Land­lord and ten­ant should work to­gether to re­solve bed­bug sit­u­a­tion


Q: I live in an apart­ment in a walk-up build­ing in Ot­tawa. A few weeks ago I no­ticed bed­bugs in my apart­ment. Ap­par­ently the bed­bugs were brought into the build­ing by an un­savoury ten­ant who moved used fur­ni­ture into their apart­ment. The ten­ant has now left the build­ing, but the bed­bugs are still here. The bed­bug sit­u­a­tion is get­ting worse, and I have many bites each night. What should I do?

A: This is an un­for­tu­nate sit­u­a­tion all around, and the prob­lem will take at least sev­eral weeks to be solved.

Bed­bugs are a com­mon pest found in many rental units, pri­vate homes and pub­lic spa­ces, like the­atres, hos­pi­tals or doc­tors’ of­fices. Any­one any­where can get bed­bugs. Their pres­ence is not de­ter­mined by the clean­li­ness of liv­ing con­di­tions. They are of­ten brought into a home on used fur­ni­ture and used cloth­ing. But they can be brought into a unit through no fault of a ten­ant, such as in suit­cases af­ter trav­el­ling or by sim­ply sit­ting on an in­fested couch.

For­tu­nately, bed­bugs are not known to spread dis­ease, but their bite can cause itch­ing, al­ler­gic re­ac­tions or a sec­ondary skin in­fec­tion.

If bed­bugs are vis­i­ble, you can help con­tain the sit­u­a­tion by clean­ing them up with a vac­uum cleaner. A HEPA fil­ter will keep the bugs con­tained within the vac­uum cleaner.

You can also make your bed an is­land by putting mat­tress en­case­ments on it, mov­ing it away from the walls and putting traps un­der all the legs. That should al­low you to sleep with­out be­ing bit­ten. Google “Ot­tawa Pub­lic Health bed­bugs” for more in­for­ma­tion.

To get the prob­lem solved, you need to com­mu­ni­cate ef­fec­tively and promptly with your land­lord. You should tell your land­lord, both by tele­phone and in some writ­ten form, that you be­lieve your unit has bed­bugs.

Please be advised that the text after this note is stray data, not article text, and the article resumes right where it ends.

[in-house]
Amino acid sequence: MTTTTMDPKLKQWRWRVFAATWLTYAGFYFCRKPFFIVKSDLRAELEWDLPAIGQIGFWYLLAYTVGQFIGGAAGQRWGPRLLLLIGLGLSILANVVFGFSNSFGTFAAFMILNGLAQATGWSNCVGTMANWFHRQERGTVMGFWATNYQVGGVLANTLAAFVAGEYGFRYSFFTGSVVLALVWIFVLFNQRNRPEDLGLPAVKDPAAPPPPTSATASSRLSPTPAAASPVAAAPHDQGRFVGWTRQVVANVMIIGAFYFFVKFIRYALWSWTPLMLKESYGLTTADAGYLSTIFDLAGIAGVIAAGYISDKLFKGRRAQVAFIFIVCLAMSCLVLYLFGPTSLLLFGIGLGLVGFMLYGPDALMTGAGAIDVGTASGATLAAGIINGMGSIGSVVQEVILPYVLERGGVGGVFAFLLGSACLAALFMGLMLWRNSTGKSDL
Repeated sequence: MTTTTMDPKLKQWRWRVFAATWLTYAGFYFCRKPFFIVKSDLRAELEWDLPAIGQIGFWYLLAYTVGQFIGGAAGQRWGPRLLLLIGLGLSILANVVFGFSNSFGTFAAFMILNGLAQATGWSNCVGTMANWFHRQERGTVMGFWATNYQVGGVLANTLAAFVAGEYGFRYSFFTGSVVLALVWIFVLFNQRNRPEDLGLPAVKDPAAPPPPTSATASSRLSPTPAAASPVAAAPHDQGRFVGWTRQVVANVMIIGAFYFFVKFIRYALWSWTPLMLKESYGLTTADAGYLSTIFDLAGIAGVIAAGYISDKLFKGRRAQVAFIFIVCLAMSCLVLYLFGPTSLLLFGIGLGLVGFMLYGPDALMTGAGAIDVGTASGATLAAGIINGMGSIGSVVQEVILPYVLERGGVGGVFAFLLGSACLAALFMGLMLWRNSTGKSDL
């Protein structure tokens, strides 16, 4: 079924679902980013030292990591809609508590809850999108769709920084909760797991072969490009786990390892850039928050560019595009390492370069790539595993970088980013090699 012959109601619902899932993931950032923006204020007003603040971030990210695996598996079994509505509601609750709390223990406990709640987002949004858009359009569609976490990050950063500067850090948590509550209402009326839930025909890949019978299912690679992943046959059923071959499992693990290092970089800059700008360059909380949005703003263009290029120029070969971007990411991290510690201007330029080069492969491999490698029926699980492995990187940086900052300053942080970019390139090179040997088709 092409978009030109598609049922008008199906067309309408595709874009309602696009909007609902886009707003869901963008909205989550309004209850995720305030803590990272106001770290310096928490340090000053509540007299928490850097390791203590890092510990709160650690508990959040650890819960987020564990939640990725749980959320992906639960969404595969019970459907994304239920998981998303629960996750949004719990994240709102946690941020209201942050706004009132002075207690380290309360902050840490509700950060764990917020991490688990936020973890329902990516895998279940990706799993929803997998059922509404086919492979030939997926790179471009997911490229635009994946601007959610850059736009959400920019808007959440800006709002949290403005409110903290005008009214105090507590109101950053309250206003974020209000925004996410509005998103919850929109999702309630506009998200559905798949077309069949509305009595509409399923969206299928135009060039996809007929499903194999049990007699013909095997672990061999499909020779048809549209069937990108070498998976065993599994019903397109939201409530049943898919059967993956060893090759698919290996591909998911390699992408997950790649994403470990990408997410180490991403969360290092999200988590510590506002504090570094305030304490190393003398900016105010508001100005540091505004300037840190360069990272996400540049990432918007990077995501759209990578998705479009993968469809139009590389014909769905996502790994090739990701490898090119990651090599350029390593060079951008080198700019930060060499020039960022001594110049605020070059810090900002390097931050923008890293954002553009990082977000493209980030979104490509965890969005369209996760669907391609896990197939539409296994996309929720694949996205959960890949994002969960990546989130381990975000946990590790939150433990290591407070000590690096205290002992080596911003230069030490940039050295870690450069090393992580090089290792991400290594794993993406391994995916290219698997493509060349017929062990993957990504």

It is the land­lord’s re­spon­si­bil­ity to main­tain the rental unit so that it is fit for habi­ta­tion, in­clud­ing ar­rang­ing for pest con­trol ser­vices. It is your re­spon­si­bil­ity to co­op­er­ate with the land­lord to help man­age the bed­bug prob­lem.

Your land­lord should bring in a li­censed pest con­trol op­er­a­tor to as­sess the sit­u­a­tion and treat the unit. You will need to do some prepa­ra­tion, and you will al­most cer­tainly need to treat your clothes, bed­ding and tow­els.

If you see bed­bugs in the clothes, you will want to wash the clothes, but if you don’t see bugs in the clothes, it is suf­fi­cient to dry the clothes at a high heat with­out wash­ing them first. Re­mem­ber to take the clothes to the laun­dry in one set of bags, and bring them back in new bags to avoid re-in­fes­ta­tion. You need to keep the treated clothes sep­a­rate from un­treated clothes, and keep the treated clothes in sealed con­tain­ers un­til the apart­ment is free of bed­bugs.

Usu­ally two bed­bug spray­ings are re­quired be­cause the ap­proved pes­ti­cides do not have suf­fi­cient resid­ual ef­fect to kill the bed­bug eggs. The goal of the first spray­ing is to kill all the live bed­bugs. Then the pest con­trol op­er­a­tor will wait a few weeks for any eggs to grow into ju­ve­niles, then spray a sec­ond time to kill the ju­ve­niles be­fore they in turn pro­duce more eggs.

If your land­lord does not get a pest con­trol op­er­a­tor in to take ef­fec­tive ac­tion, then your quick­est re­course is to call Ot­tawa By-Law and Reg­u­la­tory Ser­vices at 311.

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